Tag Archive: Latin America

Open letter to UPOV and FAO on the new intellectual property and seed laws in Africa, Asia and Latin America

The African Centre for Biodiversity, the Network for a GE Free Latin America and JINUKUN – COPAGEN, on behalf of the organizers of a South – South dialogue on intellectual property (IP) and seed laws, want to bring to your attention the declaration that resulted from the Dialogue. This Dialogue was attended by several organizations and networks of farmers working on rural development, environment and agro-ecology issues from Latin America, Asia and Africa met in Durban – South Africa between 27 and 29 November 2015.

English Letter
French  Letter
Spanish Letter

Declaration on Plant Variety Protection and Seed Laws from the South-South Dialogue

We, participants at the South-South Dialogue, are members of peasant and civil society organisations and concerned individuals from Africa, Asia, Latin America and Europe working on issues of food and seed sovereignty, peasants’ control of seed production and exchange, and biodiversity. We gathered in Durban, South Africa 27-29 November 2015 to share information and knowledge, and to come to a common understanding on seed and plant variety protection (PVP) policy and laws and strategies for resistance and alternatives in the global South.

English Report
Portuguese Report
Spanish Report
French Report

We are working in our countries and regions to advance the ongoing global struggle for socially just and ecologically sustainable societies, in which farming households and communities have control and decision-making power over the production and distribution of food and seed.

Human societies and the seeds we use to produce the food that sustains us have grown symbiotically over millennia. Seeds emerged from nature and have been diversified, conserved, nurtured and enhanced through processes of human experimentation, discovery and innovation throughout this time. Seeds have been improved by means of traditional and cultural knowledge transmitted from generation to generation. Seeds are therefore the collective

GM Industry Called to Account: ISAAA’s report mischievous and erroneous

The Africa Centre for Biosafety (ACB) has dismissed the findings of the biotechnology industry’s flagship annual report, published by the GM industry funded ‘NGO’, the International Service for the Acquisition of Agri-biotech Applications (ISAAA), as mischievous and erroneous.
According to the report, South Africa’s GM crop area increased by a record 26% or 600,000 hectares over the last 12 months. However, Mariam Mayet, director of the ACB points out: “The ISAAA in its desperate attempt to bolster the popularity of GM crops in the media, has overestimated the spread of GM crops in SA by a staggering 400%! According to the latest figures from the Department of Agriculture, Forestry and Fisheries (DAFF), the combined maize and soybean cultivation in South Africa increased by less than 150,000 ha over the stated period and the area planted with GM cotton has declined by 3,000 ha.”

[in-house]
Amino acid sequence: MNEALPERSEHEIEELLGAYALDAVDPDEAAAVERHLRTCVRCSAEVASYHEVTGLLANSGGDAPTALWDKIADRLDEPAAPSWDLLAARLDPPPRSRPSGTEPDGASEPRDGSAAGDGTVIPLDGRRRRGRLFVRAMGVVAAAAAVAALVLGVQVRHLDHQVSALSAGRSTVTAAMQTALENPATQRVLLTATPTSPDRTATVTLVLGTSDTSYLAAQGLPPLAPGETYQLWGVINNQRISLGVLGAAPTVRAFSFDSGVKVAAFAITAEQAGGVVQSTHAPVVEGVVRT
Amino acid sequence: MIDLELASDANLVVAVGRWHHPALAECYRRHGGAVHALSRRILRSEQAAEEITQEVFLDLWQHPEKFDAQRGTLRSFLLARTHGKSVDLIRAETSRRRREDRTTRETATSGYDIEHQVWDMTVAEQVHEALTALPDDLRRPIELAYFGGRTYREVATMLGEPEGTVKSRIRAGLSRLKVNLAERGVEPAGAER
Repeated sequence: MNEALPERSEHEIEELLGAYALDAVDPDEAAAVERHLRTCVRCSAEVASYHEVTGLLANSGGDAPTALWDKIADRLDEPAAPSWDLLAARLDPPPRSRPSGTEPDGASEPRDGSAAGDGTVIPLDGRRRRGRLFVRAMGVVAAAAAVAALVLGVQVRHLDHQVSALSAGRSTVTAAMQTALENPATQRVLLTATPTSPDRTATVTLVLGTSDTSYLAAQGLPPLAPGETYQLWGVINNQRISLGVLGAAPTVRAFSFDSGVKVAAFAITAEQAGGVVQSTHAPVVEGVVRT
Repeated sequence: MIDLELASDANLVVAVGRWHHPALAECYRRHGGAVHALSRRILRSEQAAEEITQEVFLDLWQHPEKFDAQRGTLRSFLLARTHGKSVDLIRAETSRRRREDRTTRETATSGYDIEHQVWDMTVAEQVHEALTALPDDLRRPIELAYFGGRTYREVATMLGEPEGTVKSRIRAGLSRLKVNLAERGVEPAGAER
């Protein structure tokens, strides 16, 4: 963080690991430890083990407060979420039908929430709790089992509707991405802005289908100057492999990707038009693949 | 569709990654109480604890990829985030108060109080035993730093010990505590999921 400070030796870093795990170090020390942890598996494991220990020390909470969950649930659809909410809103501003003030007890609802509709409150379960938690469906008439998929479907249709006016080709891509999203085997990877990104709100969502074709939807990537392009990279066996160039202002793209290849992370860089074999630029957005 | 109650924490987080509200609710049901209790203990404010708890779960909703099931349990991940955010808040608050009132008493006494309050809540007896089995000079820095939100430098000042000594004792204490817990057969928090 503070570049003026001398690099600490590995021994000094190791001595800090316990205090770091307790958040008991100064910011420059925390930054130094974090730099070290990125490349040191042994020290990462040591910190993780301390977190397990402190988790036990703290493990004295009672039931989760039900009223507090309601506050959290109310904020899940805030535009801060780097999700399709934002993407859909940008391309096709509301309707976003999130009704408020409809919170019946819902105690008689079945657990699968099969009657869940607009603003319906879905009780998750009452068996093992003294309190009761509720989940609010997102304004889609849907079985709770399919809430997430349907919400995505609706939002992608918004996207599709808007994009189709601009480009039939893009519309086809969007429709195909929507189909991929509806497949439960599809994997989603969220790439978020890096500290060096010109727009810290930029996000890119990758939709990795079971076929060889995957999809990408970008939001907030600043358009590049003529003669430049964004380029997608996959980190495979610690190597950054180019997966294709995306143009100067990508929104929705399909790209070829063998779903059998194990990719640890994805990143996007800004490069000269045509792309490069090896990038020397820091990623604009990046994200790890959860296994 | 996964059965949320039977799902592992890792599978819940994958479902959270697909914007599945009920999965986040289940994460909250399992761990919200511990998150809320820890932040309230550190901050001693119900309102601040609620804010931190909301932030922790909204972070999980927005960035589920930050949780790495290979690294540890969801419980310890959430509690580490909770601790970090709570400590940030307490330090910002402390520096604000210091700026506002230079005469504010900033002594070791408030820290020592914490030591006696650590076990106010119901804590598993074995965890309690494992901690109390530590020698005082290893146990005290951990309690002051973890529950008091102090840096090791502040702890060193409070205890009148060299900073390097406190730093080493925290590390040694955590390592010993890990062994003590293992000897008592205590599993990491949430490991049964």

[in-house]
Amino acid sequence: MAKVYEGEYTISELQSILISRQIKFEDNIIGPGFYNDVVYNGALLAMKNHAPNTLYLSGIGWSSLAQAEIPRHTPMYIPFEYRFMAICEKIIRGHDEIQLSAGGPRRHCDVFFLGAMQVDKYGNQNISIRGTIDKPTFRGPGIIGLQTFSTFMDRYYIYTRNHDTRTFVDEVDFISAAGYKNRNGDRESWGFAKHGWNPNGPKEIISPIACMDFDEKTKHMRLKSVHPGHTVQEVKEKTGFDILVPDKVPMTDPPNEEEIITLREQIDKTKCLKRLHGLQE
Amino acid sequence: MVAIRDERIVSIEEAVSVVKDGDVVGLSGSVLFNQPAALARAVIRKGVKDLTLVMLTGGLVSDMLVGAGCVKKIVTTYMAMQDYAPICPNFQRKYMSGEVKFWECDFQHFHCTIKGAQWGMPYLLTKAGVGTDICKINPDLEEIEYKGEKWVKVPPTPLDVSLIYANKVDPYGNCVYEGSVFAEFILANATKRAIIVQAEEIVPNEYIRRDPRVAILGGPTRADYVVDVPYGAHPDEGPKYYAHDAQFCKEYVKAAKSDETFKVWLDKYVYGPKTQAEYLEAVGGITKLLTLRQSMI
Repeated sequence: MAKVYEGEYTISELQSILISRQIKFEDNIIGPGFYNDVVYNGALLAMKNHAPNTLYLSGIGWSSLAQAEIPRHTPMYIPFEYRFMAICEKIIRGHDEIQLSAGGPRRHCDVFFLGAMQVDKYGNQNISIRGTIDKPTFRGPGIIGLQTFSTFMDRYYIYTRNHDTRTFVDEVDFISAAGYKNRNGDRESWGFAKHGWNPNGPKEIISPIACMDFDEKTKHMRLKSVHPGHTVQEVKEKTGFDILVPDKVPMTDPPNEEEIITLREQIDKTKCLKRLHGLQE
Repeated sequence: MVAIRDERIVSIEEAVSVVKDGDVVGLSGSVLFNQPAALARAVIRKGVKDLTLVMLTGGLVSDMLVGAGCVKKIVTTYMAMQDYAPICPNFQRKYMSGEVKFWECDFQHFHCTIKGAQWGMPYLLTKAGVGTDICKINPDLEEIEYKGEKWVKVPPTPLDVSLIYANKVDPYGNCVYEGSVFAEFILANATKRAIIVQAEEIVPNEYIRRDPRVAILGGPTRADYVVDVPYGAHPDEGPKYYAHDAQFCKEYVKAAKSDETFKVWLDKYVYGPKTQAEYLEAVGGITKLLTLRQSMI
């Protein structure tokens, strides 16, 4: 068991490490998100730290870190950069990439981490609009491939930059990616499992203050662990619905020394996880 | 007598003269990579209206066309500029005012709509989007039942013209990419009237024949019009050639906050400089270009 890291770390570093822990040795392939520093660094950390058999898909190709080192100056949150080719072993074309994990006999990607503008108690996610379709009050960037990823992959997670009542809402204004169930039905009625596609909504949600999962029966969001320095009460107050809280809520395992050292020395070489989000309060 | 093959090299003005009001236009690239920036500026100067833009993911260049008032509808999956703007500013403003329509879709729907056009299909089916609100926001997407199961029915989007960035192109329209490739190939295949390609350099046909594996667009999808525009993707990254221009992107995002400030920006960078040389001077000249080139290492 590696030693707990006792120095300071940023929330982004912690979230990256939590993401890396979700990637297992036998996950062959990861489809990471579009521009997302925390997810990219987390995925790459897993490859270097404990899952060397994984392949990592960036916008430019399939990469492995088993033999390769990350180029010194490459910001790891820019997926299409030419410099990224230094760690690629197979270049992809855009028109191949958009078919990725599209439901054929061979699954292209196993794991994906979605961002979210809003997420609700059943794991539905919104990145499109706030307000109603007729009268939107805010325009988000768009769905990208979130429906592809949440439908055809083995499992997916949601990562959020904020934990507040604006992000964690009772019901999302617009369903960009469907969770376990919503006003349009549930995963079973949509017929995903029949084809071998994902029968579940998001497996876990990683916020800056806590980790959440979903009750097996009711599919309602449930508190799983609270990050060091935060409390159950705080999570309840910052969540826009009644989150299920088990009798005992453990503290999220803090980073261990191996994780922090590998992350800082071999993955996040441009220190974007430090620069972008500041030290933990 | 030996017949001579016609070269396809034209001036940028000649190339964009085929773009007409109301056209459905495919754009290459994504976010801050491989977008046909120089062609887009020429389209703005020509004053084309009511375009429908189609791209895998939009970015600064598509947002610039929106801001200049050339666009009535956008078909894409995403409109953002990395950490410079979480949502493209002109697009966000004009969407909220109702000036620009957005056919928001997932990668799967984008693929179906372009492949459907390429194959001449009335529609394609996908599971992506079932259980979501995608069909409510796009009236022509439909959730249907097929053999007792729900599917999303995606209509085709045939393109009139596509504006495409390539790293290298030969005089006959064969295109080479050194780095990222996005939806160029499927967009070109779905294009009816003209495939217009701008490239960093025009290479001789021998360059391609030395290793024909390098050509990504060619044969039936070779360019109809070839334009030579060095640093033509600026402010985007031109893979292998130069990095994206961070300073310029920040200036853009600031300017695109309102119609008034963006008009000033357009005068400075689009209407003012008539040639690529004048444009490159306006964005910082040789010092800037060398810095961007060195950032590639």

In fact South Africa has witnessed an increase in non-GM maize cultivation. Between the 2010/11 and 2011/12 growing seasons, the area of non GM maize cultivation increased by 38% (or 210,000 ha). “It is likely that the issue of insect pests developing resistance to the toxins produced by GM maize is a major factor behind this

MINISTER DEFIES GM BODY AS GM CASSAVA FIELD TRIALS GO AHEAD IN SA

The African Centre for Biosafety (ACB) condemns the decision by the Minister of Agriculture, Fisheries and Forestry to allow GM cassava field trials to go ahead in South Africa. This despite SA‘s GMO regulatory body rejecting such trials more than three years ago. The field trials involve cassava genetically modified to control starch content.

On the 19th of March, 2007, GMO body, the Executive Council EC rejected an application by the Agriculture Research Council (ARC) to conduct field trials in the South African environment and instead, proposed experiments in greenhouses only.[i] The main ground for the rejection was the EC’s concern that the ARC had not provided sufficient information to enable an informed risk assessment to take place.

On the 18th April 2007, the ARC submitted an appeal against the decision. The ACB was invited by the EC to make submissions in respect thereto, which the ACB duly did, on the 5 October 2007. These submissions are available on the website of the ACB.

An appeal board was duly appointed by the Minister of Agriculture and Land Affairs and the hearing was held 8-9 October 2007. A decision of the board was apparently arrived at and